Ultra-processed foods. They’re easily accessible, delicious, and affordable. Available in virtually every community, the dominance of ultra-processed foods has taken the world by storm. But as tasty as they are, they’re extremely dangerous to our health. Healthy Living (HEALA) understands this, which has led to their fight to prioritize front-of-pack warning labels.
In February, the Department of Health gazetted a massive 238-page document for public comment, which aims to make major changes to the labeling of food items. They are proposing that food items be accompanied by mandatory front-of-package labeling (FOPL). HEALA has made massive efforts towards pushing this, and with the National Department of Health (NDoH) rallying behind this, it is certain to bring about a positive change. Before we get into this, let’s take a look at ultra-processed foods and the reason behind HEALA’s fight.
What Are Ultra-processed Foods?
These are typically packaged foods that are made from manufactured ingredients extracted from foods. These include fats, starches, added sugars, and hydrogenated fats. They also contain additives such as artificial colors and flavoring. These ingredients are all combined to make something edible, but without maintaining the integrity or nutritional content of the original food. Common examples you’ll probably find in your kitchen include:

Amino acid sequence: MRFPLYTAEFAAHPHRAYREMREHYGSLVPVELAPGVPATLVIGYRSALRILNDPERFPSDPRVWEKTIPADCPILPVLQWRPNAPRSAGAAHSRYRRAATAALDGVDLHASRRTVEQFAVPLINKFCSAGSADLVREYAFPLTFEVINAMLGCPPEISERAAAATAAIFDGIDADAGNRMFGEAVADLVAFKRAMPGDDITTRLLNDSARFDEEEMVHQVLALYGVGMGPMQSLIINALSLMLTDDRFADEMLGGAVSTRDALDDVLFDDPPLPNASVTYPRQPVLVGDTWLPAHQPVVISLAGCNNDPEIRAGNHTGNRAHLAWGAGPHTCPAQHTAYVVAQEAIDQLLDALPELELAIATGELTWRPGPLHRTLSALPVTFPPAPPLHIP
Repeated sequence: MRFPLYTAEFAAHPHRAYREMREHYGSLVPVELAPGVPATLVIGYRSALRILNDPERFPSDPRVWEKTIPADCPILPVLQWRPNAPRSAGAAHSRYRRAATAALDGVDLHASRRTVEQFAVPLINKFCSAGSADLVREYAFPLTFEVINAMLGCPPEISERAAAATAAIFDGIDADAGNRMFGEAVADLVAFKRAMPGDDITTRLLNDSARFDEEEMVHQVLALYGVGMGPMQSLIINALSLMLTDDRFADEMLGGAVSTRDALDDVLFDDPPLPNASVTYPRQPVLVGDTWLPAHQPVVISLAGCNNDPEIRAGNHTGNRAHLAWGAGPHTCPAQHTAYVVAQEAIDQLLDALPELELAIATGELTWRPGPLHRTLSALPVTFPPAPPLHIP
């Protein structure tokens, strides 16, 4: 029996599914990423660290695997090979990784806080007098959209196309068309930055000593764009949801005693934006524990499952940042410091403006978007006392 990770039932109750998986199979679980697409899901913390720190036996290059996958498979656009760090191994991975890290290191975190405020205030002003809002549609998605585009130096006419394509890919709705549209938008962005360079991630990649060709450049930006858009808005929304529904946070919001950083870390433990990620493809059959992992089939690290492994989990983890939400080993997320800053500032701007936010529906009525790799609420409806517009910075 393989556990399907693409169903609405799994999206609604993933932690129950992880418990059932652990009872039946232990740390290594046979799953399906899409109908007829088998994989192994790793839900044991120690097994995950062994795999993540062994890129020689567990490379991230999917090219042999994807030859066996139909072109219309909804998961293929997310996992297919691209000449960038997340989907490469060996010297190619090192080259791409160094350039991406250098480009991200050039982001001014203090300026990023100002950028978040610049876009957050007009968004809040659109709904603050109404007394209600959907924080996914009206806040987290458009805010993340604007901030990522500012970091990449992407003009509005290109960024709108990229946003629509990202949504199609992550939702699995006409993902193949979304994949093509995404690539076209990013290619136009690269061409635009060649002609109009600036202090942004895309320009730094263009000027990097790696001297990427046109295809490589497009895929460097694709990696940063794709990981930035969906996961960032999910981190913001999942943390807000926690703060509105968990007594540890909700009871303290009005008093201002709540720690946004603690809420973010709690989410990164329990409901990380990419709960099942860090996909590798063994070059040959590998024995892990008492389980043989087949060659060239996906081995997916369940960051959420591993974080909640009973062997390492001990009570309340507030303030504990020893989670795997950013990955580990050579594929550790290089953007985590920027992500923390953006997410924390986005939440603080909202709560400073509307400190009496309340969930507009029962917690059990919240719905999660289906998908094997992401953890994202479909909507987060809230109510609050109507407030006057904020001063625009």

- Sweetened breakfast cereals
- White Bread
- Flavored potato chips
- Frozen ready-made meals
- Packaged soups
Why Are Food Labels so Important?
Food labels are legal requirements designed to help consumers become savvy about their food choices. They help you make smart decisions on the foods you consume, as they inform you of how much sugar, fat, and salt they contain. Basically, they help you ensure you’re eating a balanced diet. However, these labels can contain complex language, making it difficult for the average consumer to know exactly what’s in the food they’re consuming. This is very dangerous, especially considering that ultra-processed foods are the source of numerous health ailments.